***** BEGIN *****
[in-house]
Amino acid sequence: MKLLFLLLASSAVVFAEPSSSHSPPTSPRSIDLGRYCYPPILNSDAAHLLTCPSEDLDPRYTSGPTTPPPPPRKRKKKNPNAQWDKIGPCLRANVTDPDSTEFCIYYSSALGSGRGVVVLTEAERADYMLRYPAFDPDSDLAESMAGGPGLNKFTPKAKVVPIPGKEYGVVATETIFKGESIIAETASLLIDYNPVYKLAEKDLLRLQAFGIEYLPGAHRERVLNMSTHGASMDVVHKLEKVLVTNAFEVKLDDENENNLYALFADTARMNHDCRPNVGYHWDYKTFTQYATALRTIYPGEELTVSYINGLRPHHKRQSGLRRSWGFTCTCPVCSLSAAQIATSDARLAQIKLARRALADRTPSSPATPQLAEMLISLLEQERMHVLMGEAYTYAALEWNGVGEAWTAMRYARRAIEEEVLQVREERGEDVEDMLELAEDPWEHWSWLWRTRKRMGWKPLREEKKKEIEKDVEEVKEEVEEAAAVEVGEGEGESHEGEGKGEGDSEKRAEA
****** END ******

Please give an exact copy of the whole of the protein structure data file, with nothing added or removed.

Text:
[in-house]
Amino acid sequence: MKLLFLLLASSAVVFAEPSSSHSPPTSPRSIDLGRYCYPPILNSDAAHLLTCPSEDLDPRYTSGPTTPPPPPRKRKKKNPNAQWDKIGPCLRANVTDPDSTEFCIYYSSALGSGRGVVVLTEAERADYMLRYPAFDPDSDLAESMAGGPGLNKFTPKAKVVPIPGKEYGVVATETIFKGESIIAETASLLIDYNPVYKLAEKDLLRLQAFGIEYLPGAHRERVLNMSTHGASMDVVHKLEKVLVTNAFEVKLDDENENNLYALFADTARMNHDCRPNVGYHWDYKTFTQYATALRTIYPGEELTVSYINGLRPHHKRQSGLRRSWGFTCTCPVCSLSAAQIATSDARLAQIKLARRALADRTPSSPATPQLAEMLISLLEQERMHVLMGEAYTYAALEWNGVGEAWTAMRYARRAIEEEVLQVREERGEDVEDMLELAEDPWEHWSWLWRTRKRMGWKPLREEKKKEIEKDVEEVKEEVEEAAAVEVGEGEGESHEGEGKGEGDSEKRAEA